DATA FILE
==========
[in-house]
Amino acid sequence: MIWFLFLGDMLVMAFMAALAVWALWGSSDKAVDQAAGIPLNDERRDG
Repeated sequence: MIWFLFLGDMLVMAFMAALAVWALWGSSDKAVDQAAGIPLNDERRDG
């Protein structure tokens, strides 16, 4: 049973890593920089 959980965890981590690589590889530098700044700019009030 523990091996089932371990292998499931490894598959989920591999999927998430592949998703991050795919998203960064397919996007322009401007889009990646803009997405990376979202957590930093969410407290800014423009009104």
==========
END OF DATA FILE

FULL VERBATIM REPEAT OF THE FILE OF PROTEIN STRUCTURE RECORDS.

[in-house]
Amino acid sequence: MIWFLFLGDMLVMAFMAALAVWALWGSSDKAVDQAAGIPLNDERRDG
Repeated sequence: MIWFLFLGDMLVMAFMAALAVWALWGSSDKAVDQAAGIPLNDERRDG
């Protein structure tokens, strides 16, 4: 049973890593920089 959980965890981590690589590889530098700044700019009030 523990091996089932371990292998499931490894598959989920591999999927998430592949998703991050795919998203960064397919996007322009401007889009990646803009997405990376979202957590930093969410407290800014423009009104």